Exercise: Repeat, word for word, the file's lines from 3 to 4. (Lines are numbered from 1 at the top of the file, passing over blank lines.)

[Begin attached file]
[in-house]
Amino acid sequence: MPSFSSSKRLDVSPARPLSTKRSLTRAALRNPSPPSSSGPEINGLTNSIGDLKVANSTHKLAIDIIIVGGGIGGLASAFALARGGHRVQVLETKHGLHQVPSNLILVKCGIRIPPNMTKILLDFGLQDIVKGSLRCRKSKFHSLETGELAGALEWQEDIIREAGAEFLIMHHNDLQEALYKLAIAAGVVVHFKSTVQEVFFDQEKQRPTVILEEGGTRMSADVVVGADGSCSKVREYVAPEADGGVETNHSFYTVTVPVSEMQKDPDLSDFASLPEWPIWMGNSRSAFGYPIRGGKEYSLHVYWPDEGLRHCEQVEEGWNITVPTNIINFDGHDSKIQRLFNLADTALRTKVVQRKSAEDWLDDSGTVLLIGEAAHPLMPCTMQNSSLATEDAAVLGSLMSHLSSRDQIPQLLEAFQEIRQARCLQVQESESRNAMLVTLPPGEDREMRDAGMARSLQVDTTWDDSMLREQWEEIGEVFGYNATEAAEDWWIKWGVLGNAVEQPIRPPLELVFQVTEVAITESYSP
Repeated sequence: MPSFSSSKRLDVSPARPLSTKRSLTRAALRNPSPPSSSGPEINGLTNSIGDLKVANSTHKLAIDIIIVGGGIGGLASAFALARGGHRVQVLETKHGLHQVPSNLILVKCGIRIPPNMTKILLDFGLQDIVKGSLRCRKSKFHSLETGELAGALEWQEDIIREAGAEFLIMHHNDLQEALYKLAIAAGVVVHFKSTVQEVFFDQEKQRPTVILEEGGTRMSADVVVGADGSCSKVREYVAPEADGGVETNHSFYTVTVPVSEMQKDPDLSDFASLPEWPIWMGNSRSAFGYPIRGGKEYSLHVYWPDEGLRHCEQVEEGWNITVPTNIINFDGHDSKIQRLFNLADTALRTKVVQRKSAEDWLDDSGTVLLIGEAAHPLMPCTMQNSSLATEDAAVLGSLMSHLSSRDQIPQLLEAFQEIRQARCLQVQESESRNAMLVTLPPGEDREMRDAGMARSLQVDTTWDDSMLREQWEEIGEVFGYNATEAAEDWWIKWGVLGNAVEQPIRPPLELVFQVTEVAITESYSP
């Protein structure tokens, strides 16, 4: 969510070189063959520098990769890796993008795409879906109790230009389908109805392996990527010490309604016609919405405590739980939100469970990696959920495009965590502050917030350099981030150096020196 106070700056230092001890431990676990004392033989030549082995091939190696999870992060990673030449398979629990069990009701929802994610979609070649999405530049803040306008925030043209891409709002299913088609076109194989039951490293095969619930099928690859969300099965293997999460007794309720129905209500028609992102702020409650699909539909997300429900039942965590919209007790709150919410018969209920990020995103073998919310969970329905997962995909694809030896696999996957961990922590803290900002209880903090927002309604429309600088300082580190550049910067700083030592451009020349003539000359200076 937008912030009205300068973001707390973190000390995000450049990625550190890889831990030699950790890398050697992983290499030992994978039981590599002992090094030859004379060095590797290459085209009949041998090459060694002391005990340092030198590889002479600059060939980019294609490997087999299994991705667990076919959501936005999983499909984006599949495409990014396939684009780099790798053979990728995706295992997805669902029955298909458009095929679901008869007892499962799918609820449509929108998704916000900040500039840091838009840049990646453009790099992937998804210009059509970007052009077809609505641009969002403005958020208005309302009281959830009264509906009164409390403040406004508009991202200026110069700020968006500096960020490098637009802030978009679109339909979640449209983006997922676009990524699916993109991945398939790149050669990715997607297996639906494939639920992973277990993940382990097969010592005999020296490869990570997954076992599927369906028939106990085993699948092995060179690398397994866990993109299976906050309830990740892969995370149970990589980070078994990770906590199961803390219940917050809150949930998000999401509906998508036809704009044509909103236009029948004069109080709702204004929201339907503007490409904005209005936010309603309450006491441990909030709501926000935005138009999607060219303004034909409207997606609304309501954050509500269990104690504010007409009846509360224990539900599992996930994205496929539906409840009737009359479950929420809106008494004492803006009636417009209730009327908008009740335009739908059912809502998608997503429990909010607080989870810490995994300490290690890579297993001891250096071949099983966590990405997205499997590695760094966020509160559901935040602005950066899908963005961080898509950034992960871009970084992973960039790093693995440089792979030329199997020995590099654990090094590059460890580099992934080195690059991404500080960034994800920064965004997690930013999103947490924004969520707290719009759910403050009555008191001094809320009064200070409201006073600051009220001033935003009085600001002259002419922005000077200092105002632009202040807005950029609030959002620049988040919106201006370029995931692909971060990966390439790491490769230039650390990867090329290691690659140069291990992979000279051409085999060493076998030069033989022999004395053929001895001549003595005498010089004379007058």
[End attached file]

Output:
Repeated sequence: MPSFSSSKRLDVSPARPLSTKRSLTRAALRNPSPPSSSGPEINGLTNSIGDLKVANSTHKLAIDIIIVGGGIGGLASAFALARGGHRVQVLETKHGLHQVPSNLILVKCGIRIPPNMTKILLDFGLQDIVKGSLRCRKSKFHSLETGELAGALEWQEDIIREAGAEFLIMHHNDLQEALYKLAIAAGVVVHFKSTVQEVFFDQEKQRPTVILEEGGTRMSADVVVGADGSCSKVREYVAPEADGGVETNHSFYTVTVPVSEMQKDPDLSDFASLPEWPIWMGNSRSAFGYPIRGGKEYSLHVYWPDEGLRHCEQVEEGWNITVPTNIINFDGHDSKIQRLFNLADTALRTKVVQRKSAEDWLDDSGTVLLIGEAAHPLMPCTMQNSSLATEDAAVLGSLMSHLSSRDQIPQLLEAFQEIRQARCLQVQESESRNAMLVTLPPGEDREMRDAGMARSLQVDTTWDDSMLREQWEEIGEVFGYNATEAAEDWWIKWGVLGNAVEQPIRPPLELVFQVTEVAITESYSP
């Protein structure tokens, strides 16, 4: 969510070189063959520098990769890796993008795409879906109790230009389908109805392996990527010490309604016609919405405590739980939100469970990696959920495009965590502050917030350099981030150096020196 106070700056230092001890431990676990004392033989030549082995091939190696999870992060990673030449398979629990069990009701929802994610979609070649999405530049803040306008925030043209891409709002299913088609076109194989039951490293095969619930099928690859969300099965293997999460007794309720129905209500028609992102702020409650699909539909997300429900039942965590919209007790709150919410018969209920990020995103073998919310969970329905997962995909694809030896696999996957961990922590803290900002209880903090927002309604429309600088300082580190550049910067700083030592451009020349003539000359200076 937008912030009205300068973001707390973190000390995000450049990625550190890889831990030699950790890398050697992983290499030992994978039981590599002992090094030859004379060095590797290459085209009949041998090459060694002391005990340092030198590889002479600059060939980019294609490997087999299994991705667990076919959501936005999983499909984006599949495409990014396939684009780099790798053979990728995706295992997805669902029955298909458009095929679901008869007892499962799918609820449509929108998704916000900040500039840091838009840049990646453009790099992937998804210009059509970007052009077809609505641009969002403005958020208005309302009281959830009264509906009164409390403040406004508009991202200026110069700020968006500096960020490098637009802030978009679109339909979640449209983006997922676009990524699916993109991945398939790149050669990715997607297996639906494939639920992973277990993940382990097969010592005999020296490869990570997954076992599927369906028939106990085993699948092995060179690398397994866990993109299976906050309830990740892969995370149970990589980070078994990770906590199961803390219940917050809150949930998000999401509906998508036809704009044509909103236009029948004069109080709702204004929201339907503007490409904005209005936010309603309450006491441990909030709501926000935005138009999607060219303004034909409207997606609304309501954050509500269990104690504010007409009846509360224990539900599992996930994205496929539906409840009737009359479950929420809106008494004492803006009636417009209730009327908008009740335009739908059912809502998608997503429990909010607080989870810490995994300490290690890579297993001891250096071949099983966590990405997205499997590695760094966020509160559901935040602005950066899908963005961080898509950034992960871009970084992973960039790093693995440089792979030329199997020995590099654990090094590059460890580099992934080195690059991404500080960034994800920064965004997690930013999103947490924004969520707290719009759910403050009555008191001094809320009064200070409201006073600051009220001033935003009085600001002259002419922005000077200092105002632009202040807005950029609030959002620049988040919106201006370029995931692909971060990966390439790491490769230039650390990867090329290691690659140069291990992979000279051409085999060493076998030069033989022999004395053929001895001549003595005498010089004379007058």